The way that many authors have described the Gods in lots of 101 Books is that the Gods are mental constructs. That is, that the Gods are something we as humans have invented to help us understand the world around us. One of the reasons Paganism seemed to fit for me at the time was because many 101 books purported to blend religion with science – and nicely at that. So being scientifically-minded, the explanation goes, the Gods are only as “real” as we believe Them to be. The books would then throw in names like Carl Jung to explain the Gods as “archetypes,” that is, expressions of basic human experiences according to them. By connecting with the Gods in ritual, we are connecting with the basic fundamentals of our own experiences and interpreting them in a story-telling fashion. It’s not that Aphrodite is a Being who exists outside of my own mind, continues the archetype explanation. It is that Aphrodite is that part of my subconscious which longs for sex, desire and beauty. So when I connect with Aphrodite in ritual, I am connecting with an aspect of myself embodied by Her.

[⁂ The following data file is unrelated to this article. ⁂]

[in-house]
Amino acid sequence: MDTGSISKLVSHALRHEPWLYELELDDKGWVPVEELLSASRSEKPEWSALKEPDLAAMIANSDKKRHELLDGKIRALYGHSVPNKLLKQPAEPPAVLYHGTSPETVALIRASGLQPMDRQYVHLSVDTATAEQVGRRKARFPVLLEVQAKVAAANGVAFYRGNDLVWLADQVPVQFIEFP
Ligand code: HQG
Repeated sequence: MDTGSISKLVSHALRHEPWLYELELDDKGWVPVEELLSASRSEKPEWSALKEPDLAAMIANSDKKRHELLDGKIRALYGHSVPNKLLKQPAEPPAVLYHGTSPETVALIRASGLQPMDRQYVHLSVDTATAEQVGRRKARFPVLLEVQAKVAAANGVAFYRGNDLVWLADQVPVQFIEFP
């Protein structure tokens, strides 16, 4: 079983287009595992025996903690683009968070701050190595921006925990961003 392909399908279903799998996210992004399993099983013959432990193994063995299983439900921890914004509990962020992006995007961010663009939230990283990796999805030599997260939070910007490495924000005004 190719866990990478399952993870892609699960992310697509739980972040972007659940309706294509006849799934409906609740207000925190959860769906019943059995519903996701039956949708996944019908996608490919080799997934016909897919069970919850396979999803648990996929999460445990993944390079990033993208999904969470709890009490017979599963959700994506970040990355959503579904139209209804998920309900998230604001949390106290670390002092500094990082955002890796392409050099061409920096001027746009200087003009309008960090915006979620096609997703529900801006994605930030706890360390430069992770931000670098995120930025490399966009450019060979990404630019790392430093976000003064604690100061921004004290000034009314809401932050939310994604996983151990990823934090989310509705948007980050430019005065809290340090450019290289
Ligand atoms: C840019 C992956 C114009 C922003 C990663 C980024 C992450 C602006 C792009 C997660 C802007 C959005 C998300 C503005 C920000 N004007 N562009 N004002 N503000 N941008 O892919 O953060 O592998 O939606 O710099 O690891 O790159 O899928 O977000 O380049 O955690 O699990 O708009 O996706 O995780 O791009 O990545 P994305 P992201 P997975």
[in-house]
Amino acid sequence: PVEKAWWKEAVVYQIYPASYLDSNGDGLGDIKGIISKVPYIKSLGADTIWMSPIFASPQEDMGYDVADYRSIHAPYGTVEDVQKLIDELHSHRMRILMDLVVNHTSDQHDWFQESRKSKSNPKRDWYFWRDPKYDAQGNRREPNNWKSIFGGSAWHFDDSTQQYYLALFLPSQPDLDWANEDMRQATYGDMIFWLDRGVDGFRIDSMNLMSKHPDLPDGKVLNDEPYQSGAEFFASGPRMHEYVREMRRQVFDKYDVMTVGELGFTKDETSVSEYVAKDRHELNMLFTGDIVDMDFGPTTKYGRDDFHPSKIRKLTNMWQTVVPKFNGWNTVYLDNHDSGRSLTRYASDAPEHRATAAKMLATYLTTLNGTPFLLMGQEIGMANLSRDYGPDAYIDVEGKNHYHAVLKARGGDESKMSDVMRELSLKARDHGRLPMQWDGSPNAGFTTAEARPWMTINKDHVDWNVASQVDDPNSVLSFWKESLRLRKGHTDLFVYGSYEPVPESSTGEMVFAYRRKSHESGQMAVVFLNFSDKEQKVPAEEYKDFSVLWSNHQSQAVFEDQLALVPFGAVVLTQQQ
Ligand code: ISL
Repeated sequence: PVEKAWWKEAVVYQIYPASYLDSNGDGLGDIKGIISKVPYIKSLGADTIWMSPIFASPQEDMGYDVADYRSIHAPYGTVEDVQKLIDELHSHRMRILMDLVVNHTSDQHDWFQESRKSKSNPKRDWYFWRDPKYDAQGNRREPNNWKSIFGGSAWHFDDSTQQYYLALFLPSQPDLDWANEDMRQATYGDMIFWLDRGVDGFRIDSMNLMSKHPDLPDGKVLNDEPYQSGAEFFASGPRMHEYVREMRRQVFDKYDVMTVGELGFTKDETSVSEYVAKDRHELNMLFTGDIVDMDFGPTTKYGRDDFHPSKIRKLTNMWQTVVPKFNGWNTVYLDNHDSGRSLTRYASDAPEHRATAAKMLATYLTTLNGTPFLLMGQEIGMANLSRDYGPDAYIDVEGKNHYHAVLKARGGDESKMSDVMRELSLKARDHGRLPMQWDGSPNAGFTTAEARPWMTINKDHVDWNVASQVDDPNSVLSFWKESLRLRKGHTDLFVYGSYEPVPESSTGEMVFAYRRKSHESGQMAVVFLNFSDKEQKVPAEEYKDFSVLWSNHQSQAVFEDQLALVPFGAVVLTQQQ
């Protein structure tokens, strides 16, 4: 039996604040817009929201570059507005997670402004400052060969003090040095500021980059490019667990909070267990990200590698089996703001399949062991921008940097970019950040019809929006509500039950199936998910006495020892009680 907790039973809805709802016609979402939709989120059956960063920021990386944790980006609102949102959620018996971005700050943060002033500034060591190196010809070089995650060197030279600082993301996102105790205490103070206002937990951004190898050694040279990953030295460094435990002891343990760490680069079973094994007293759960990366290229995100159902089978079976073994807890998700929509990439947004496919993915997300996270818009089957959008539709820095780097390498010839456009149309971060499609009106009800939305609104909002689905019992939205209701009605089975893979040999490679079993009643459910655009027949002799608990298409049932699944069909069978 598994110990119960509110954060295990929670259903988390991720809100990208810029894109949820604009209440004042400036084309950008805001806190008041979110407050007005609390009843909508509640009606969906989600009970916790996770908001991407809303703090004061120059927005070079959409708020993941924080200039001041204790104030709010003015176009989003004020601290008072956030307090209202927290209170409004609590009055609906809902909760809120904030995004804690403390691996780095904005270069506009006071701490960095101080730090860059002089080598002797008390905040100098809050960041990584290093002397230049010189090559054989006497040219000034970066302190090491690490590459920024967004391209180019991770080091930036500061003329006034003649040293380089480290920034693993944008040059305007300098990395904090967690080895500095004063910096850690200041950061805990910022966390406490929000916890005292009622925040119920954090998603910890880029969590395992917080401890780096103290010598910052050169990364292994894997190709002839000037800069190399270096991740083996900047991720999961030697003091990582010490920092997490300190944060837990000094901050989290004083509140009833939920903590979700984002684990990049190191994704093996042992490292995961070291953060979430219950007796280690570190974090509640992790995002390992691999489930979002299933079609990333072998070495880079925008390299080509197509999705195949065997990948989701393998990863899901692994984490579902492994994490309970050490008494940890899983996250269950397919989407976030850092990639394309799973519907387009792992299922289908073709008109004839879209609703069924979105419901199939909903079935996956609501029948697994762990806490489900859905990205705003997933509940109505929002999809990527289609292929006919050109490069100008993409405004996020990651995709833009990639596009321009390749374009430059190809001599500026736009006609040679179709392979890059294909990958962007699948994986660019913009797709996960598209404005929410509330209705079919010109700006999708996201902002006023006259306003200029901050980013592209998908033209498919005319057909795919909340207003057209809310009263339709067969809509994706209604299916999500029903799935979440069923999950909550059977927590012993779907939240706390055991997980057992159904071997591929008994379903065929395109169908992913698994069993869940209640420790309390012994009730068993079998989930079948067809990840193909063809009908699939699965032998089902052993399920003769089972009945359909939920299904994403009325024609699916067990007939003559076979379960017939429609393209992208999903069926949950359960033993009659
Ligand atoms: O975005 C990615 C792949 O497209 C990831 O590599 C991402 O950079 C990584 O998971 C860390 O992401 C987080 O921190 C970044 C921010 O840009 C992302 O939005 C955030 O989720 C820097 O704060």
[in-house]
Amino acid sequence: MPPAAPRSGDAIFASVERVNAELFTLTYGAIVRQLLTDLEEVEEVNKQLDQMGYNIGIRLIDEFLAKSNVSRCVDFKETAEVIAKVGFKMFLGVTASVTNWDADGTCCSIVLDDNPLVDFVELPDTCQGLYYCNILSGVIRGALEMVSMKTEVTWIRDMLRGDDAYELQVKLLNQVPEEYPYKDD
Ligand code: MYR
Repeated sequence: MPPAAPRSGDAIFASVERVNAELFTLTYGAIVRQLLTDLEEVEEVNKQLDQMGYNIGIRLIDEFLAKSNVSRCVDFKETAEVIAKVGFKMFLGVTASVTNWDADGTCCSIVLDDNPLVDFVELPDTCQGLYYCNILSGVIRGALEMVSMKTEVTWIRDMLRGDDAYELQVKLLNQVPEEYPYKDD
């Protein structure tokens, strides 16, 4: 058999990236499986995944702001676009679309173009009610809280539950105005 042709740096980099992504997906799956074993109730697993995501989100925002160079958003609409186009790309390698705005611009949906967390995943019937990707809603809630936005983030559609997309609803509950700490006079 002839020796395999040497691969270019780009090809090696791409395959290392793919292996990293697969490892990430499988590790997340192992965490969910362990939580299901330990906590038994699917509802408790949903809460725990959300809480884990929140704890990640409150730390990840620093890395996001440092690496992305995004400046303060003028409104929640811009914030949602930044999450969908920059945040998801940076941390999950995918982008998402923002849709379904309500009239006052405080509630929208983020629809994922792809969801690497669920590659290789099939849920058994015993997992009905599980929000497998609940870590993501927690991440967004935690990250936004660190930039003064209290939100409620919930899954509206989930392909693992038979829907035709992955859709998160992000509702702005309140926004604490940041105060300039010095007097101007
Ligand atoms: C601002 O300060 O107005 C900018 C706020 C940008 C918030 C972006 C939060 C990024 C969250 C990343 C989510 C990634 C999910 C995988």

It all seemed to make sense. It was comfortable, and this way of connecting with the Pagan Gods made room for me to feel as if I still had a sense of control. I still had a feeling that I was in charge, because the notion that Gods exist outside of myself actually frightened me. No lie. I felt more comfortable with the notion of aliens in flying saucers as the answer to if we were alone in the Cosmos than Gods. Ironically, technologically advanced beings that might be in conspiracy with our government was more plausible than suprahuman Beings. Go figure. (Interestingly, I find this same cognitive dissonance in the Greater Pagan Community to an extant).